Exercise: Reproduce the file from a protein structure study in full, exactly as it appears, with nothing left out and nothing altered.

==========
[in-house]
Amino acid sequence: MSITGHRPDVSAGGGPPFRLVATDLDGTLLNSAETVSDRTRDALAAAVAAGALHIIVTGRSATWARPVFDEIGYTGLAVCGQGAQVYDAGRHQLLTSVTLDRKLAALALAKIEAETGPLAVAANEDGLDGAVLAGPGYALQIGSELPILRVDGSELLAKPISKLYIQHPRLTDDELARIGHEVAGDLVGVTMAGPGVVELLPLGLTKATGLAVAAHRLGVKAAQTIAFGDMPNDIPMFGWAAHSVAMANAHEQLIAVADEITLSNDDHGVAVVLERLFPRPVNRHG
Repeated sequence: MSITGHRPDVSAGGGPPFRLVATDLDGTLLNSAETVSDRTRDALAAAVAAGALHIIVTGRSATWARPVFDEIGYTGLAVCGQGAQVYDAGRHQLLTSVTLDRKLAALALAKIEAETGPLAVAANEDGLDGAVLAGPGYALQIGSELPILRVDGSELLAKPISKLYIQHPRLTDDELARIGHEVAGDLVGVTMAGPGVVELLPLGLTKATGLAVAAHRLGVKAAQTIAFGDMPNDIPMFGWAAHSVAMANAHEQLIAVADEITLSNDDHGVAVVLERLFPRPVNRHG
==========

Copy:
[in-house]
Amino acid sequence: MSITGHRPDVSAGGGPPFRLVATDLDGTLLNSAETVSDRTRDALAAAVAAGALHIIVTGRSATWARPVFDEIGYTGLAVCGQGAQVYDAGRHQLLTSVTLDRKLAALALAKIEAETGPLAVAANEDGLDGAVLAGPGYALQIGSELPILRVDGSELLAKPISKLYIQHPRLTDDELARIGHEVAGDLVGVTMAGPGVVELLPLGLTKATGLAVAAHRLGVKAAQTIAFGDMPNDIPMFGWAAHSVAMANAHEQLIAVADEITLSNDDHGVAVVLERLFPRPVNRHG
Repeated sequence: MSITGHRPDVSAGGGPPFRLVATDLDGTLLNSAETVSDRTRDALAAAVAAGALHIIVTGRSATWARPVFDEIGYTGLAVCGQGAQVYDAGRHQLLTSVTLDRKLAALALAKIEAETGPLAVAANEDGLDGAVLAGPGYALQIGSELPILRVDGSELLAKPISKLYIQHPRLTDDELARIGHEVAGDLVGVTMAGPGVVELLPLGLTKATGLAVAAHRLGVKAAQTIAFGDMPNDIPMFGWAAHSVAMANAHEQLIAVADEITLSNDDHGVAVVLERLFPRPVNRHG